This week parents of a pupil removed their child from a school because a boy wanted to wear a dress and be known as a girl. In 2017 it might seem laughable and trivial but to a Christian couple it meant disrupting a child’s education.

I remember being hauled into the head’s office at school to help deal with a pupil who had been bullied. He wasn’t getting support or receiving praise for being different but my boss at the time was berating him for bringing in a school back that was different.

“Why can you bring something in that’s like everyone else?” She asked.

“Because I want to be me and this is who I am…” he replied.

There wasn’t a ‘Glee moment’ where the head teacher congratulates the pupil for their individuality and praises them for being who they are but tries to solve the intolerance and bullying by denying one person’s freedom of expression. All in a school bag.

My thoughts are clear on my former boss. She was a morally corrupt and bereft of humanity and empathy. She didn’t give a shit about her charges but was terrified that the  whole system would come down crashing at her feet.

My letter to the Christian Institute asking to speak about why their news feed was unbalanced was finally met with a response.

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Their opinion was that they just wouldn’t engage.

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Despite my years of experience dealing with church matters and education in this area.

The parents action which no doubt will be backed by the Christian Institute to further their growing sense of victimisation. But this is just the very reason why so many people now say that they have no religion. They are turning away from established religions in many parts of the world. The church and their non-sensical illogical beliefs have isolated themselves from the world. They will soon be made of mainly fanatical fringe belief systems. Where once the Church of England was the back bone of English society and culture soon it will become nothing more than Westboro Baptist lite.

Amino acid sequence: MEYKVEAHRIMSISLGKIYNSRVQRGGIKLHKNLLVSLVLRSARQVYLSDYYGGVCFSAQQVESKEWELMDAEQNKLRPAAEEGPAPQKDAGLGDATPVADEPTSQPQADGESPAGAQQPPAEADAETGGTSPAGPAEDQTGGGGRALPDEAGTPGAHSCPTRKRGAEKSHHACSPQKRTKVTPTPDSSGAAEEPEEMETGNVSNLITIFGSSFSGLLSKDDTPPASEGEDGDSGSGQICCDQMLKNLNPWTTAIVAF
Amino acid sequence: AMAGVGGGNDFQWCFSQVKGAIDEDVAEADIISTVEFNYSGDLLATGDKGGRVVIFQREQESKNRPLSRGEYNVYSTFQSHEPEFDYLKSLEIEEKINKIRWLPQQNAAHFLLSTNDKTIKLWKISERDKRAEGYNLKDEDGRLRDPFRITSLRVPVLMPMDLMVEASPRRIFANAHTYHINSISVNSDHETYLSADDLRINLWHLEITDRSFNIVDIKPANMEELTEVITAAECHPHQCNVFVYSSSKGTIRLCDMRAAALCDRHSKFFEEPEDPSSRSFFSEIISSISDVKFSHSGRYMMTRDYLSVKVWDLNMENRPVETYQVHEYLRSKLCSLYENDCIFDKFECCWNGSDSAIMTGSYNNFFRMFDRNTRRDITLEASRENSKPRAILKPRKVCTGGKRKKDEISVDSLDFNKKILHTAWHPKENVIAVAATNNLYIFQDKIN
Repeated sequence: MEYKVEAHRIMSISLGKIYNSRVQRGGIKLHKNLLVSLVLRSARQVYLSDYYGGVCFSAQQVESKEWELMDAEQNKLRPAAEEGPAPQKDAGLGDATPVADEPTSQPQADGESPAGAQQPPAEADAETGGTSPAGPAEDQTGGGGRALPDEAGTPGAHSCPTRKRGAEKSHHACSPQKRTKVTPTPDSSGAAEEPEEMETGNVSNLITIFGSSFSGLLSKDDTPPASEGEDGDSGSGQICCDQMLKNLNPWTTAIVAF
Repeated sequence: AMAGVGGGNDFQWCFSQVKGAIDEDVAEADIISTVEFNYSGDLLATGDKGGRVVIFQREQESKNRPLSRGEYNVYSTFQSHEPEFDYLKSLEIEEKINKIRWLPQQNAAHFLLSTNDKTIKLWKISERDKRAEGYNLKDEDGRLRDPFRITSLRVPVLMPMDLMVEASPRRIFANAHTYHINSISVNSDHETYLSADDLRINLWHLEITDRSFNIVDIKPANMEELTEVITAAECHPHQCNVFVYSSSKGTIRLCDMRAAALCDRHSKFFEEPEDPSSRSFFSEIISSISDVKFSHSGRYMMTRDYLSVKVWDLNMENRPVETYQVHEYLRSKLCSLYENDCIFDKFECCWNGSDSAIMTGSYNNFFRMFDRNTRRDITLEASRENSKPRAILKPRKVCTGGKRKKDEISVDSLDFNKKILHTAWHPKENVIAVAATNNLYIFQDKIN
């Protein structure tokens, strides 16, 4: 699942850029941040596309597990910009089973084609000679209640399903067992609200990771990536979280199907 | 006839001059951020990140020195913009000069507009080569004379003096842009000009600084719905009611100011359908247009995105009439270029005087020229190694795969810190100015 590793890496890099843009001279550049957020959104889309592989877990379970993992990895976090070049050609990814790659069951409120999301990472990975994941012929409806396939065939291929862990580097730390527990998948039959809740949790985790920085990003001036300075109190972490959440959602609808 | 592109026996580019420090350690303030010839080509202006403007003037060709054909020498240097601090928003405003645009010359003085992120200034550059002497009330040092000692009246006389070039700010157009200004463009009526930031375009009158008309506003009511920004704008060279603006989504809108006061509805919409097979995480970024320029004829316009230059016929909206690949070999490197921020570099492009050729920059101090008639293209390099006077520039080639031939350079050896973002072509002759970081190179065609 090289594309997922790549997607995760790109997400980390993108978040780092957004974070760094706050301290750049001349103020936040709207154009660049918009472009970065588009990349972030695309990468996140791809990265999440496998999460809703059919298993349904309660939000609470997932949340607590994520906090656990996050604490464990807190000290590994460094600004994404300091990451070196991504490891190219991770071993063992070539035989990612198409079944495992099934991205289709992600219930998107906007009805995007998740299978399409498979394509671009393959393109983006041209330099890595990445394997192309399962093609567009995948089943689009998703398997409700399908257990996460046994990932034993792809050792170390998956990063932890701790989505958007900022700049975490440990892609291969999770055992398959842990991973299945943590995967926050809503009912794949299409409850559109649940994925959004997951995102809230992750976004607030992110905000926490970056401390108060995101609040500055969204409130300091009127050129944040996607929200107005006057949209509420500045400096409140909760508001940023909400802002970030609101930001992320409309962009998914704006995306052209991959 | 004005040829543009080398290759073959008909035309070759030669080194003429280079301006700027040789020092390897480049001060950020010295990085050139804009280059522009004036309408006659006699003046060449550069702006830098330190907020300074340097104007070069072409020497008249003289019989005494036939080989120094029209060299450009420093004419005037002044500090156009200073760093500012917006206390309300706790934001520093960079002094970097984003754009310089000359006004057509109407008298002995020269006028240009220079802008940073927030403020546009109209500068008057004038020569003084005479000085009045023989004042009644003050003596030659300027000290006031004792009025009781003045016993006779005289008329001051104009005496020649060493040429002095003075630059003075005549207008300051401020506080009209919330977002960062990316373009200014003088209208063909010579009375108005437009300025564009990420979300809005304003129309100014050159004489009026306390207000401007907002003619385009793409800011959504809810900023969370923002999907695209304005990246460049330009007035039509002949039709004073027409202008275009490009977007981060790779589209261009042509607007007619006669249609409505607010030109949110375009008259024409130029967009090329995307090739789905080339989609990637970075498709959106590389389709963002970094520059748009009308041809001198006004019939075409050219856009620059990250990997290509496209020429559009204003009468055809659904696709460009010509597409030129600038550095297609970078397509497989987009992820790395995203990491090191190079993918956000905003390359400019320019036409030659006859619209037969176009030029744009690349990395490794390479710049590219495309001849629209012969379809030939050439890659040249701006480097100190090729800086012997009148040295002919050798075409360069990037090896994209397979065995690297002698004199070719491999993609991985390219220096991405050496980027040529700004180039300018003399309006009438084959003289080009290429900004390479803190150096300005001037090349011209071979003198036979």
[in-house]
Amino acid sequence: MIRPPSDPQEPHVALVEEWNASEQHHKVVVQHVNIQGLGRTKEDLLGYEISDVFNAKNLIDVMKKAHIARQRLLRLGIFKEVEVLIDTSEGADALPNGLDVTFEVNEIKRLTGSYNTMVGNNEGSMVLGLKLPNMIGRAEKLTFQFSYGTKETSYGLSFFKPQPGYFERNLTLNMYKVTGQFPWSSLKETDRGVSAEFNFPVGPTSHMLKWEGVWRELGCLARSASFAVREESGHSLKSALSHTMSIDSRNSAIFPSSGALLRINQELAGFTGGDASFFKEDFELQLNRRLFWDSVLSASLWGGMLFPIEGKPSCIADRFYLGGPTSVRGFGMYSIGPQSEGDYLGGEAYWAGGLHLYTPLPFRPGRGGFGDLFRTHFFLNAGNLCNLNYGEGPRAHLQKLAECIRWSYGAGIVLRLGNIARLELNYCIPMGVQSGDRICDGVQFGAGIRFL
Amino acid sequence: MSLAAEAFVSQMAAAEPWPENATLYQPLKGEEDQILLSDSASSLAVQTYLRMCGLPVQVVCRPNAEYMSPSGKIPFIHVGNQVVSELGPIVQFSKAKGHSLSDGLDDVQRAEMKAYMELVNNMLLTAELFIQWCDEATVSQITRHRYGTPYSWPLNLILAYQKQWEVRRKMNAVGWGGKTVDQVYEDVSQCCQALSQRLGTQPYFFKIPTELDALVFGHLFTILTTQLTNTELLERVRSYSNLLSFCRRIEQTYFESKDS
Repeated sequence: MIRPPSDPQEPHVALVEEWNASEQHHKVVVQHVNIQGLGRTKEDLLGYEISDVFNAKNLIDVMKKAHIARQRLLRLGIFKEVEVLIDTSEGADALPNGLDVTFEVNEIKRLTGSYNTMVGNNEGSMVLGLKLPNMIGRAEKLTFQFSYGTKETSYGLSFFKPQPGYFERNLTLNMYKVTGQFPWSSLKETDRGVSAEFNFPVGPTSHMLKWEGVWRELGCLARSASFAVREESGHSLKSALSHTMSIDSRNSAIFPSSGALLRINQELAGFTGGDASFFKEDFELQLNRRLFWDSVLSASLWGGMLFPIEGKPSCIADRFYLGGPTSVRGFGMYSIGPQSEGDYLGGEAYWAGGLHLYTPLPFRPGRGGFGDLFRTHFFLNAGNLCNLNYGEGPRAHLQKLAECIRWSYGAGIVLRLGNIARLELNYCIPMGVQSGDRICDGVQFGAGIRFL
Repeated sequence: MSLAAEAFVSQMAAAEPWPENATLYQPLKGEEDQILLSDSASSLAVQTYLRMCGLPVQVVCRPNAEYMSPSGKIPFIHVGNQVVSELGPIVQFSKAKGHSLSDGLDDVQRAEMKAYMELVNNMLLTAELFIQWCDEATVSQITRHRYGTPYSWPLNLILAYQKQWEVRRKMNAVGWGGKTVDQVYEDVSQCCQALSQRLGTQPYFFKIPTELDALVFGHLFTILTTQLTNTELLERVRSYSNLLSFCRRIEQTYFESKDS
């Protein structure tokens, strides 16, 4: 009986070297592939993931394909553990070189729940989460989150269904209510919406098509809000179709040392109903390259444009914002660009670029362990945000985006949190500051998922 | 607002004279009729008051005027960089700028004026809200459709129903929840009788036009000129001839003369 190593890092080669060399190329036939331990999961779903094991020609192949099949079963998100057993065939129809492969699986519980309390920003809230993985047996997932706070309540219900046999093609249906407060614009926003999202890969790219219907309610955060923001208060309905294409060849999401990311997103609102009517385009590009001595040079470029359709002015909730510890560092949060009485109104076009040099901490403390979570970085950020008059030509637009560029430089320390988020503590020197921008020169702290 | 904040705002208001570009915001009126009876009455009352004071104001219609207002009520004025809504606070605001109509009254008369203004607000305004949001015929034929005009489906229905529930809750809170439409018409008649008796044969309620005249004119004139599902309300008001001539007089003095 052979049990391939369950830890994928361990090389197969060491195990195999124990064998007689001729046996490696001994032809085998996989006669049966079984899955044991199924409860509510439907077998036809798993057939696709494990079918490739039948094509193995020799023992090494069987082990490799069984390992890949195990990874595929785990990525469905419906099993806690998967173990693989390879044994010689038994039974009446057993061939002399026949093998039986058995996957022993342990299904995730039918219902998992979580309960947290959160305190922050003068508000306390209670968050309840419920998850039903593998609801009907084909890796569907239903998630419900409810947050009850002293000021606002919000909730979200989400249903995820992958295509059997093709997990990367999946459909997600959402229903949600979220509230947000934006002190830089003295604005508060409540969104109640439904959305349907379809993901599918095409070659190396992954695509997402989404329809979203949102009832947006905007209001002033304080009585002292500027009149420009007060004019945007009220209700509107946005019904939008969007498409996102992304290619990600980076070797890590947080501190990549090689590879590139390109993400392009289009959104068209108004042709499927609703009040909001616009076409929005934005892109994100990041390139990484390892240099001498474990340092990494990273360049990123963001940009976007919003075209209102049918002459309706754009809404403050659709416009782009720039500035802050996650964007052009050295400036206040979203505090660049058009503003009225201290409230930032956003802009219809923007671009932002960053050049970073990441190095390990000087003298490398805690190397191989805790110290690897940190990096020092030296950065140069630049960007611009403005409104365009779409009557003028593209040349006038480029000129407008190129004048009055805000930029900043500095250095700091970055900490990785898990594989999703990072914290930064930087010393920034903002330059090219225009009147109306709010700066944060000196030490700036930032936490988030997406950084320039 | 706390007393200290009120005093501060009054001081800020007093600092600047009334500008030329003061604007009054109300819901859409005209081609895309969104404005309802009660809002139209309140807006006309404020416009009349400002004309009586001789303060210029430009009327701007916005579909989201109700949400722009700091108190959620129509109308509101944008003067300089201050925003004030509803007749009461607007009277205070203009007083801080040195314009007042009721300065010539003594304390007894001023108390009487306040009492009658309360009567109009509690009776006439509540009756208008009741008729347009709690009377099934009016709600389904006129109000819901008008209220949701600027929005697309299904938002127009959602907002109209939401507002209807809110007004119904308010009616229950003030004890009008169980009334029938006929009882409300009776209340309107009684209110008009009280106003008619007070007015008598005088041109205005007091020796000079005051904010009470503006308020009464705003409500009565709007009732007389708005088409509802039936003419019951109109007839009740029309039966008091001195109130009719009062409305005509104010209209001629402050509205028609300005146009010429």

50 Years ago (Chika Amadi update)

My previous post was to get the Christian Institute to talk to me. In the mean time, even more hatred appears. 

What is it about Christians that believe in the literal translation of the Bible? I know loads of people, who I’m happy to call good friends, who are committed Christians. I happy to tell people that have friends who work within in the Church England or have done. Nothing wrong with that. As openly gay man I am happy to tell others of my experience of the Christian church and how it has had a profound affect on me.

Enter in Chika Amadi, who appeared on my twitter timeline this afternoon, and I am reminded again why we have Pride festivals in the UK. You can read all about her and her distasteful views. She is a person who is also a labour councillor for Harrow Borough. She is supposed to be a public servant. Someone who is there for everyone.

Not only does she express her abhorrent and vile views but she also gives warning to those who dare to cross her opinions and religious beliefs.

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If you are prepared to take her on, then you are prepared to provoke God’s wrath. This is a pretty huge claim to make so I look forward to my house being visited upon by locusts, boils, gnats and whatever her god can throw at me, when I call her an ignorant, selfish, naive, cretinous twat.